After “all the rants and insults, the political freeze and the trade bans”, Xi Jinping has “brought his intimidation campaign of Australia to a politely meek end”, says Peter Hartcher in The Sydney Morning Herald. On Tuesday, the Chinese leader met Australian PM Anthony Albanese on the sidelines of the G20 conference in Indonesia – and it couldn’t have gone better. Australia was once likened to “chewing gum stuck to the bottom of China’s shoe” by a Beijing propagandist, but this week Xi was enthusing warmly about how he’d visited every state in the country.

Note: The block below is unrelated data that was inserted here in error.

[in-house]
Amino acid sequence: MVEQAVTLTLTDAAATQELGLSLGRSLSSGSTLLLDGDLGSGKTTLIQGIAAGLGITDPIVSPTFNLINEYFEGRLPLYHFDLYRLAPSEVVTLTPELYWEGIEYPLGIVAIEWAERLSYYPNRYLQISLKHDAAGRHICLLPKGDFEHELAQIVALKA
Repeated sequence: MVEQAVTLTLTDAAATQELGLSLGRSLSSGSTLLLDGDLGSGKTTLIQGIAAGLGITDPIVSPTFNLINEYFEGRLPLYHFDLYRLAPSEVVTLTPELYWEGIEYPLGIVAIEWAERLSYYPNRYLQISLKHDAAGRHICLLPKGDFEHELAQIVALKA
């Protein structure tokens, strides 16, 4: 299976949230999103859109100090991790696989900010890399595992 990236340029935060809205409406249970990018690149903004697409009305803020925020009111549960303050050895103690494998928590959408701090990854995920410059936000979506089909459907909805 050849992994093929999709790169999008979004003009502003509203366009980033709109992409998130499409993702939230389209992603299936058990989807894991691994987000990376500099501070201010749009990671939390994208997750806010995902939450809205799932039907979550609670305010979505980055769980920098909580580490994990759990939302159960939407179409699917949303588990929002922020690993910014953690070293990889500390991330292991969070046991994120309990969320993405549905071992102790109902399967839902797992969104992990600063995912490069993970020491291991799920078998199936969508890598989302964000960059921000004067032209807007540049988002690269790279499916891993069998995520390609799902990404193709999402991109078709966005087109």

Only three years ago, Xi imposed a “total ban on political contact with Australia”. Combined with import bans on more than $20bn worth of Australian products, it was designed to force Canberra to backtrack on its criticism of China’s Uighur repression, and the Aukus security alliance with America and Britain. The ban didn’t work. “Australia’s economy was better able to find alternative export markets than China’s was to find alternative import sources.” Beijing has “quietly relaxed” many of its trade restrictions after discovering it needed Australian coal and wheat more than it valued its diplomatic strop. And through it all, Australia didn’t concede to a single one of the 14 demands China issued to us in 2020. This is what “capitulation by a great power” – and “resistance by a middle power” – looks like.